NEW CANAAN — Climate change is real and it’s happening.

That’s the message the United Nations Committee of New Canaan is trying to get through as it brings Vincent Brancato, an environmentalist with the Climate Reality Project, for a lecture at the New Canaan Library on Sunday.

“We’re interested in national and international issues, and there are none bigger right now than climate change,” Pete Runnette, co-chairman of the committee, said. “This is a challenge for our generation and those after and it’s hard to get that point across from a government standpoint.”

Brancato is one of 14,000 Climate Reality leaders worldwide and is a co-chairman of the Environmental Stewardship Committee of the New York Society for Ethical Culture, where he has been a trustee since 2012.

“We try to explain the results that humanity is feeling and how it’s endangering our way of life,” Brancato said. He referenced the droughts in Syria and last year’s hurricanes, such as Hurricane Harvey and Hurricane Irma, that severely affected the United States.

The lecture will take place Sunday from 3 to 4:30 p.m. in the library’s Lamb Room. Registration is required.

More Information

11th Anita Houston Memorial Lecture featuring Vincent Brancato

Feb. 11 at 3 p.m. in the Lamb Room at the New Canaan Library

The lecture will feature environmentalist Vincent Brancato from The Climate Reality Project

Register at:

Runnette believes the topic of climate change needs to be discussed, especially after the Trump administration pulled out from the Paris Climate Agreement last year.

“I think it’s very useful in view of the hesitancy of the United States government to address this topic. It’s an attempt to communicate to the town the importance of climate change and what it means to several generations ahead of ours. We want to empower individual citizens with enough knowledge to push the cause,” Runnette said.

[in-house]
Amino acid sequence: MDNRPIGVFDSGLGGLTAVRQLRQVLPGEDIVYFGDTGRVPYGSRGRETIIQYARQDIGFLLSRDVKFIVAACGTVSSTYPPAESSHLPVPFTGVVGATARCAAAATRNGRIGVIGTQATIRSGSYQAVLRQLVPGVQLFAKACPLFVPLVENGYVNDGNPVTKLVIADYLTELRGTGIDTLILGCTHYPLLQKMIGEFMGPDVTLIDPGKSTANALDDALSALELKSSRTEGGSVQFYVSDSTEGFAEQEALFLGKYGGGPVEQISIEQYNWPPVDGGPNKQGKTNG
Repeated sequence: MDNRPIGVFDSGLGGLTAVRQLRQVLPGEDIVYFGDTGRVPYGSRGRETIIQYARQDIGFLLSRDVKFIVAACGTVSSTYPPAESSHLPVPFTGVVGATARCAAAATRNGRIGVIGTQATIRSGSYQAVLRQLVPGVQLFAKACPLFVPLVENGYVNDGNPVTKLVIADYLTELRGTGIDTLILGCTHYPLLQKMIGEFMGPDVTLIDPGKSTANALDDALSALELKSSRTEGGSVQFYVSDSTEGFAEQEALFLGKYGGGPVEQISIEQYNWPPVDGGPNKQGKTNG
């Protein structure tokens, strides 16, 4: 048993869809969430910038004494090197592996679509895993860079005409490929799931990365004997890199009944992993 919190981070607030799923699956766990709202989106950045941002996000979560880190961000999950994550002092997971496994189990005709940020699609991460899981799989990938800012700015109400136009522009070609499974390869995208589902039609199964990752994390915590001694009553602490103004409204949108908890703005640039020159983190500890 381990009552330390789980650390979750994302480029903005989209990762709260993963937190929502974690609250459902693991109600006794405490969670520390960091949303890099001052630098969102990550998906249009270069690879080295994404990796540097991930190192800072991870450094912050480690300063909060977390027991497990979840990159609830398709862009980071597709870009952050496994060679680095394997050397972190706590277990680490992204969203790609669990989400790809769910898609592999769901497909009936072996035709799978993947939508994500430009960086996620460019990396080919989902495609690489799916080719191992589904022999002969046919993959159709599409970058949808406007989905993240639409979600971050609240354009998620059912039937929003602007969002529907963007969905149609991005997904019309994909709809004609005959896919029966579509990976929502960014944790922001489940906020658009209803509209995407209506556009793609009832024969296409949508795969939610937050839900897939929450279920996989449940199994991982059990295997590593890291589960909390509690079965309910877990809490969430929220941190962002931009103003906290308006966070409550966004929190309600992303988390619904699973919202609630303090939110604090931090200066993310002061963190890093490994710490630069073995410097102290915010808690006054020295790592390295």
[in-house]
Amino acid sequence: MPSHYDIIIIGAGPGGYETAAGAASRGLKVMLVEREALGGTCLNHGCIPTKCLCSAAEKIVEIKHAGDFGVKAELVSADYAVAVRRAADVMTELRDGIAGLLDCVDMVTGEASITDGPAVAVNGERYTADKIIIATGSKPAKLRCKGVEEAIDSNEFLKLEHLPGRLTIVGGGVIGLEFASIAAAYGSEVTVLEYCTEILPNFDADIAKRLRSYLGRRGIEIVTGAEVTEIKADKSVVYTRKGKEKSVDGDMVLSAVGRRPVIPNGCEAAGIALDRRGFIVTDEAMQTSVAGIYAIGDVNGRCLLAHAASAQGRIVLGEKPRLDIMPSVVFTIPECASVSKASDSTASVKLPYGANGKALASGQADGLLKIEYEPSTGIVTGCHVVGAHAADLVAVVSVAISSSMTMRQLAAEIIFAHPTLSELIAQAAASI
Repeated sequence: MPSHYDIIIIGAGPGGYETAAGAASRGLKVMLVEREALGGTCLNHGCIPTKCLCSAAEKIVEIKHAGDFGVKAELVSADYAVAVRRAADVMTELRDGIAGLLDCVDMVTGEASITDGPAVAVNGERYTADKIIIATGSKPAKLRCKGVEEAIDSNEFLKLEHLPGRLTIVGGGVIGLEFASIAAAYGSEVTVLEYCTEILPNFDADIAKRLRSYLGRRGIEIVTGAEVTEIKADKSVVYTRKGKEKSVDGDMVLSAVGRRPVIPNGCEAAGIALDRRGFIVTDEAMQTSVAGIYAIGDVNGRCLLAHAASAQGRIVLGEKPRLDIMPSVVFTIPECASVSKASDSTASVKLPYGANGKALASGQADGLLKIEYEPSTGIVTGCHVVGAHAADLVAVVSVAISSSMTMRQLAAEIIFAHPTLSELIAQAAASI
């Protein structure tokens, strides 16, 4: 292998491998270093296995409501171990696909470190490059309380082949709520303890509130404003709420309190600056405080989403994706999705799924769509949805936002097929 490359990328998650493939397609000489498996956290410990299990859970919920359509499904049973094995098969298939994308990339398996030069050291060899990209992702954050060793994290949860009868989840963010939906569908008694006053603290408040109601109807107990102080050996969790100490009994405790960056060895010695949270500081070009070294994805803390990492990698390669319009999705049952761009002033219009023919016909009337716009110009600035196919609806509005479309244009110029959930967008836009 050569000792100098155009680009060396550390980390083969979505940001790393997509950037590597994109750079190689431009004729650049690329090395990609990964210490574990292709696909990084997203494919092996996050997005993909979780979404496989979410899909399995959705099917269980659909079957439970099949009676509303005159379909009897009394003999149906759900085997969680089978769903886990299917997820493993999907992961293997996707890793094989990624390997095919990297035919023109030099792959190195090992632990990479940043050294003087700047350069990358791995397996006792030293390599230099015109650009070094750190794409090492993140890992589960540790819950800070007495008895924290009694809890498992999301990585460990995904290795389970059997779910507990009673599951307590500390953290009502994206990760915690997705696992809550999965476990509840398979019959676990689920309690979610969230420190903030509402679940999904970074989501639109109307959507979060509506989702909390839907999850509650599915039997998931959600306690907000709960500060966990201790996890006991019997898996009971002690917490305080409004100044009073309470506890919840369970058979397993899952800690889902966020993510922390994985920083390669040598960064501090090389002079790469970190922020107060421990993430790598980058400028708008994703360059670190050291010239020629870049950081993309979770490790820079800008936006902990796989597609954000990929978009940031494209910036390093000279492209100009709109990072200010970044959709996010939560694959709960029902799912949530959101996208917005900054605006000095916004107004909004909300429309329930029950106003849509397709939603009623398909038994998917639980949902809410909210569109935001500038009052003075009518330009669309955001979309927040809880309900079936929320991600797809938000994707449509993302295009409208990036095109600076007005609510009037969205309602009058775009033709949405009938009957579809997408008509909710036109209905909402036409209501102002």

The Climate Reality Project is an international nonprofit organization founded by former Vice President Al Gore in 2006. The organization seeks to engage in the discussion of climate change and its effects, which have already been felt across the world, according to Brancato.

“We hope that people get the message that this is a real problem and it will affect our children. This is not a political issue, it doesn’t matter what you are, this is a problem for humanity and we need to get people motivated and to take action and participate in the struggle against this,” Brancato said.

Brancato points out that the presentation this Sunday will be geared towards a New Canaan audience. “We’re telling people about actions they can take such as buying LED light bulbs and the benefits of wind farms and solar panels.”

The annual event is a homage to Anita Houston, a New Canaan resident and staunch advocate for the United Nations who was designated as the town’s “Ambassador for World Affairs” by the town in October 2002. Houston passed away in 2007 but the annual lecture keeps her legacy alive, said Runnette.

The program will include remarks from the New Canaan Library and the Houston family. A Q&A will follow Brancato’s lecture.